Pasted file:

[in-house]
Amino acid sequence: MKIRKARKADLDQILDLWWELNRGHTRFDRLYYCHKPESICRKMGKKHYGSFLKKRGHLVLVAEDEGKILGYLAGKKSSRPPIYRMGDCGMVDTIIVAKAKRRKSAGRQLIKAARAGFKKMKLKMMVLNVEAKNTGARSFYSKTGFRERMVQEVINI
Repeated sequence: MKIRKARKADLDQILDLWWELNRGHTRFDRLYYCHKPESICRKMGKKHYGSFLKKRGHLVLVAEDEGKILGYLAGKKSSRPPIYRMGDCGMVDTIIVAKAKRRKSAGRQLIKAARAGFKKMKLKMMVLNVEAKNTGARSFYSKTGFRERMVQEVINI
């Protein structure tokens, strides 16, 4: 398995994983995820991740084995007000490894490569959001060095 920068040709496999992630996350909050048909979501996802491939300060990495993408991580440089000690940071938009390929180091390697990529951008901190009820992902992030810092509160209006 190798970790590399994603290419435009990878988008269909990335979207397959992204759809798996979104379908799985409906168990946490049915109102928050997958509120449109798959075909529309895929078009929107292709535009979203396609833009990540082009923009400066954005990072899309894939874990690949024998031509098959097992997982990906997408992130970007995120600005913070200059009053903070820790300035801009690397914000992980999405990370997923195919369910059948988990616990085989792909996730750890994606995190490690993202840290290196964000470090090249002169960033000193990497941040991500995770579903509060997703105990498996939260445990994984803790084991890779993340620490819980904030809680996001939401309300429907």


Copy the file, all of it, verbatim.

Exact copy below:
[in-house]
Amino acid sequence: MKIRKARKADLDQILDLWWELNRGHTRFDRLYYCHKPESICRKMGKKHYGSFLKKRGHLVLVAEDEGKILGYLAGKKSSRPPIYRMGDCGMVDTIIVAKAKRRKSAGRQLIKAARAGFKKMKLKMMVLNVEAKNTGARSFYSKTGFRERMVQEVINI
Repeated sequence: MKIRKARKADLDQILDLWWELNRGHTRFDRLYYCHKPESICRKMGKKHYGSFLKKRGHLVLVAEDEGKILGYLAGKKSSRPPIYRMGDCGMVDTIIVAKAKRRKSAGRQLIKAARAGFKKMKLKMMVLNVEAKNTGARSFYSKTGFRERMVQEVINI
């Protein structure tokens, strides 16, 4: 398995994983995820991740084995007000490894490569959001060095 920068040709496999992630996350909050048909979501996802491939300060990495993408991580440089000690940071938009390929180091390697990529951008901190009820992902992030810092509160209006 190798970790590399994603290419435009990878988008269909990335979207397959992204759809798996979104379908799985409906168990946490049915109102928050997958509120449109798959075909529309895929078009929107292709535009979203396609833009990540082009923009400066954005990072899309894939874990690949024998031509098959097992997982990906997408992130970007995120600005913070200059009053903070820790300035801009690397914000992980999405990370997923195919369910059948988990616990085989792909996730750890994606995190490690993202840290290196964000470090090249002169960033000193990497941040991500995770579903509060997703105990498996939260445990994984803790084991890779993340620490819980904030809680996001939401309300429907």